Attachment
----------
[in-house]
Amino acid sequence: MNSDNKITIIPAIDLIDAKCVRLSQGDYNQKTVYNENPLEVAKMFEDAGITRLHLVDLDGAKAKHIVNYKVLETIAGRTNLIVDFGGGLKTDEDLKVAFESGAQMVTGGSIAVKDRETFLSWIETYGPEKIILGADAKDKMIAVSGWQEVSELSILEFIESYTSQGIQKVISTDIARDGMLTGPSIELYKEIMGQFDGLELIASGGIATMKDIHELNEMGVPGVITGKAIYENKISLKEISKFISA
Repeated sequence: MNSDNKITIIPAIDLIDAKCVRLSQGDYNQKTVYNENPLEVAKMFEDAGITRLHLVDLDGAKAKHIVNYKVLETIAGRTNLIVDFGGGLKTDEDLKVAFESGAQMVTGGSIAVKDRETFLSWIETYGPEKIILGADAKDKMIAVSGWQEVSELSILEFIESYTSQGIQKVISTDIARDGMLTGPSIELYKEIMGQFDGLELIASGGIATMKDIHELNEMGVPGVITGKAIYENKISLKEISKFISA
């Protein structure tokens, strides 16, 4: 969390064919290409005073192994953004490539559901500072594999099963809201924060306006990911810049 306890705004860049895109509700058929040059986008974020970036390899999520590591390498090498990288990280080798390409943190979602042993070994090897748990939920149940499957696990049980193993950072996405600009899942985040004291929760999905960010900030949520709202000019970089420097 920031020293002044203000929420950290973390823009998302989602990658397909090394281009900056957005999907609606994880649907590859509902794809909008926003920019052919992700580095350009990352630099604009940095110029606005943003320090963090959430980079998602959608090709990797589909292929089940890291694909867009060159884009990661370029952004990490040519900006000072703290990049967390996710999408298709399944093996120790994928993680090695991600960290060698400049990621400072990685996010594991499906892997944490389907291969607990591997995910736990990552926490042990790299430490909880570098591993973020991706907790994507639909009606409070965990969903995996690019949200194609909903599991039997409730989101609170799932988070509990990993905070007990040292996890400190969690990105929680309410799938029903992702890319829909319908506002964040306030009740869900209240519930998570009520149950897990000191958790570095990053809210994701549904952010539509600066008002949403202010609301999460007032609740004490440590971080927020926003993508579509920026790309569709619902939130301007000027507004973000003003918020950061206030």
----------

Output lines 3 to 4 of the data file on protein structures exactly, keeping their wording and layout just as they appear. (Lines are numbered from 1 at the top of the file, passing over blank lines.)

Repeated sequence: MNSDNKITIIPAIDLIDAKCVRLSQGDYNQKTVYNENPLEVAKMFEDAGITRLHLVDLDGAKAKHIVNYKVLETIAGRTNLIVDFGGGLKTDEDLKVAFESGAQMVTGGSIAVKDRETFLSWIETYGPEKIILGADAKDKMIAVSGWQEVSELSILEFIESYTSQGIQKVISTDIARDGMLTGPSIELYKEIMGQFDGLELIASGGIATMKDIHELNEMGVPGVITGKAIYENKISLKEISKFISA
């Protein structure tokens, strides 16, 4: 969390064919290409005073192994953004490539559901500072594999099963809201924060306006990911810049 306890705004860049895109509700058929040059986008974020970036390899999520590591390498090498990288990280080798390409943190979602042993070994090897748990939920149940499957696990049980193993950072996405600009899942985040004291929760999905960010900030949520709202000019970089420097 920031020293002044203000929420950290973390823009998302989602990658397909090394281009900056957005999907609606994880649907590859509902794809909008926003920019052919992700580095350009990352630099604009940095110029606005943003320090963090959430980079998602959608090709990797589909292929089940890291694909867009060159884009990661370029952004990490040519900006000072703290990049967390996710999408298709399944093996120790994928993680090695991600960290060698400049990621400072990685996010594991499906892997944490389907291969607990591997995910736990990552926490042990790299430490909880570098591993973020991706907790994507639909009606409070965990969903995996690019949200194609909903599991039997409730989101609170799932988070509990990993905070007990040292996890400190969690990105929680309410799938029903992702890319829909319908506002964040306030009740869900209240519930998570009520149950897990000191958790570095990053809210994701549904952010539509600066008002949403202010609301999460007032609740004490440590971080927020926003993508579509920026790309569709619902939130301007000027507004973000003003918020950061206030």